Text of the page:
Twitter's greatest contribution to information management is the humble hashtag. Previously, most social media information was organized by source. Think of how Facebook is organized around the content contributors rather than content category. But hashtags introduced a method for organizing information by type. I can search on #OnlineLearning to find all of the posts in the Twittersphere on this topic.
This ability to organize information by topic creates an opportunity to improve student learning by teaching them to organize information by type. For instance, active reading requires concept organization. When students read material, many look for facts, but they should be looking for underlying themes. Hashtags assist students in actively reading material by offering a means of organizing the themes that they identify. For instance, an instructor can establish a number of hashtags related to themes repeated across content in the course, such as #findinghome, #newdiscovery, and so on in a literature course. The instructor can then require students to post a certain number of tweets while reading each work that identify where those concepts appear. The students would begin each tweet with the hashtag of the concept that they discovered and then describe where it is found. The instructor might also want to set up a hashtag for the course itself to include in the tweet so that students can isolate course-related tweets from others that use the same hashtag in their searches, such as #NCUMedicalEthics.
Students can also be asked to search on the hashtags to learn how other students saw certain themes emerging in the work. In this way, students are teaching one another. This helps improve motivation, with students knowing that they are contributing to one another's understanding. Plus, the tweets also become a searchable repository of shared information that students can use for their research. When students find outside information, they can send a tweet with the reference in a hashtag noting its topic. This will provide students with good sources of information for their research.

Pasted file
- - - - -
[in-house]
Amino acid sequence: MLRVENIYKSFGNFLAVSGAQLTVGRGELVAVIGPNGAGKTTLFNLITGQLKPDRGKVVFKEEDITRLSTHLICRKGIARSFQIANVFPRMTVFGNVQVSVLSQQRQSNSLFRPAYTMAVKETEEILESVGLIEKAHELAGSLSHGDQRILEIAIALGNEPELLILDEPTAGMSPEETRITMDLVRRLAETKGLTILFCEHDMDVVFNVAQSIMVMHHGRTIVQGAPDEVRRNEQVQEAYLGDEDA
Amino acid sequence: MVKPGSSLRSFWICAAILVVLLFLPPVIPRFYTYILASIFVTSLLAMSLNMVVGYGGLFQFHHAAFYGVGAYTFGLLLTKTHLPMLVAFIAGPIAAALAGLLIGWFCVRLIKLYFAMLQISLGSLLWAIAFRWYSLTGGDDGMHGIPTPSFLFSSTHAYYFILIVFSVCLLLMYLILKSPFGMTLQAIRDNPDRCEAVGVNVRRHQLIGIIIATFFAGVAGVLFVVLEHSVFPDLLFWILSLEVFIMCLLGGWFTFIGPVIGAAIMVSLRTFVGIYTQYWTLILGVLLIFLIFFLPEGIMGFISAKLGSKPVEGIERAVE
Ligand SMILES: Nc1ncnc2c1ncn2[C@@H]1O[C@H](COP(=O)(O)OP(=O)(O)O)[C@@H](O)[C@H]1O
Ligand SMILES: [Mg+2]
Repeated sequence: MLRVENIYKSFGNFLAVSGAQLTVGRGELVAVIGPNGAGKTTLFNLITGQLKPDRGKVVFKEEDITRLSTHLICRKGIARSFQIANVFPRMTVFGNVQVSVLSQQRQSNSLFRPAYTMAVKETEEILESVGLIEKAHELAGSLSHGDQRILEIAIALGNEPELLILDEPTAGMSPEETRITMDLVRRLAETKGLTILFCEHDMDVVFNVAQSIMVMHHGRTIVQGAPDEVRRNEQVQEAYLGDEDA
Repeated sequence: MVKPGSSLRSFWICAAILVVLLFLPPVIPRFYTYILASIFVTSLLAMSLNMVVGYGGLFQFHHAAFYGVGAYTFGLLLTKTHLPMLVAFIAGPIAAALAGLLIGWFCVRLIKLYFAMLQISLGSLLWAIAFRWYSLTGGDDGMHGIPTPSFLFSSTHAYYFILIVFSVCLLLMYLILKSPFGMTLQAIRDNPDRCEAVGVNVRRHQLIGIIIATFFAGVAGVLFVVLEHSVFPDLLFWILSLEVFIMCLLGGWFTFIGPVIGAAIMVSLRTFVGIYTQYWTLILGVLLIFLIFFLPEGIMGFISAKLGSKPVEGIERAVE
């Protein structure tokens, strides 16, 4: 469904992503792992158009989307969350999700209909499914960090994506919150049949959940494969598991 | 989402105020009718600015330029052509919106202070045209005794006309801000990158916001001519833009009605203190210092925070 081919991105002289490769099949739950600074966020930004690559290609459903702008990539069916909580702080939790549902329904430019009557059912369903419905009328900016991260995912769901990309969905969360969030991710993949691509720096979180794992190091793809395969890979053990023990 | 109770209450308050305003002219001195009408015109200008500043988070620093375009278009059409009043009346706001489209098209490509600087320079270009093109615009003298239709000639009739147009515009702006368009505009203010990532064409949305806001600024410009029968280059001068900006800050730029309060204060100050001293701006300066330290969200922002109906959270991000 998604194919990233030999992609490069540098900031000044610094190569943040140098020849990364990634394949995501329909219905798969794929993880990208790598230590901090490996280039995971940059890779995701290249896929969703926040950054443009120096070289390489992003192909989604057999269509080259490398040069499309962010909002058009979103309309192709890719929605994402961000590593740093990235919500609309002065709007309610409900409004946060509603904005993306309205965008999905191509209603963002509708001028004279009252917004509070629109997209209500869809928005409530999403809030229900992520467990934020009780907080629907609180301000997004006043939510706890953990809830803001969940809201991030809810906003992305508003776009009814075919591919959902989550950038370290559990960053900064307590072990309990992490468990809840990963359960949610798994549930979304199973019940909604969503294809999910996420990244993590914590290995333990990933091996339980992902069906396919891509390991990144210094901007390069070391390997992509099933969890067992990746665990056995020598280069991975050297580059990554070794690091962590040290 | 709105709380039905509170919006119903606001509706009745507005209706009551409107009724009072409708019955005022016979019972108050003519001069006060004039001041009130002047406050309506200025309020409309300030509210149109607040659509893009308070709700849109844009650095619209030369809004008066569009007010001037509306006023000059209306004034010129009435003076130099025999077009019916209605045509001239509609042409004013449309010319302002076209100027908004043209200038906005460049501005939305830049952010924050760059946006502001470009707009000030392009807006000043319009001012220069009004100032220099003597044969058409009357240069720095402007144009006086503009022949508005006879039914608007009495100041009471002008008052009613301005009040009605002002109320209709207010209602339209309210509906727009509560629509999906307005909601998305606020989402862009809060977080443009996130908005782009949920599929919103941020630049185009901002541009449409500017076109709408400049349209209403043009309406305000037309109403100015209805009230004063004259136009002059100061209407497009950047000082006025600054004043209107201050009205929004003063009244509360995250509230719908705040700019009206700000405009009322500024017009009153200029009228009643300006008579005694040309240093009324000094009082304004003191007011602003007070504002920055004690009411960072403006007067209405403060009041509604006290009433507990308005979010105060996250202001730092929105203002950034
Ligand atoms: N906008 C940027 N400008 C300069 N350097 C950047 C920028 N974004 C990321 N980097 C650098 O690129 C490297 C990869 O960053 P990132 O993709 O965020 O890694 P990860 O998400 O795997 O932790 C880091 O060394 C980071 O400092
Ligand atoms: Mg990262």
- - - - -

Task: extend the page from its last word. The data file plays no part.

Tagging outside sources also helps students develop the mindset of summarizing, organizing, and preserving the information that they find. Unfortunately, we often do not teach students how to preserve and organize information, and as a result, what they find for a class is basically lost once the class is done. But building a knowledgebase on a topic requires organizing and preserving information. When I encounter an interesting new article, I tag and preserve it using Diigo, Evernote, or another information management system. That way, when I want to write an article on a topic, I can quickly draw up all of the good information I have found on it. Students also need to start preserving the information that they find for future use, and incorporating a hashtag concept organization into a course will introduce them to the process.
Another option is to have students create their own hashtags as they go through course content or outside resources. We all know that a good way to take notes on a text is to summarize themes in the margins, essentially sketching out the argument turns in the work. Students often do not do this and so do not pick up what they should from works. Faculty members can require students to post a tweet with a hashtag that they create related to each new topic in a reading and then stating where it was found in the tweet. The mere fact that students are forced to create the tweets with hashtags by concept helps hardwire the information into their minds.
A further possibility that uses the same principle, though not public tweets, is to provide students with readings in PDF form and require them to use the commenting feature in Adobe Reader or some other PDF reader to tag the topics covered in the reading as they appear. Students are required to make the margin notes that they should and can be asked to turn in the annotated PDF with their own work. By looking at how students take notes on readings, the instructor will better understand if, and how well, students understand the readings. This can lead the instructor to make interventions such as providing information about a work or change future assignments. The tagging provides a portal into student thinking that does not come through in the final assignment.
Try hashtag organization to force better reflection and understanding by your students.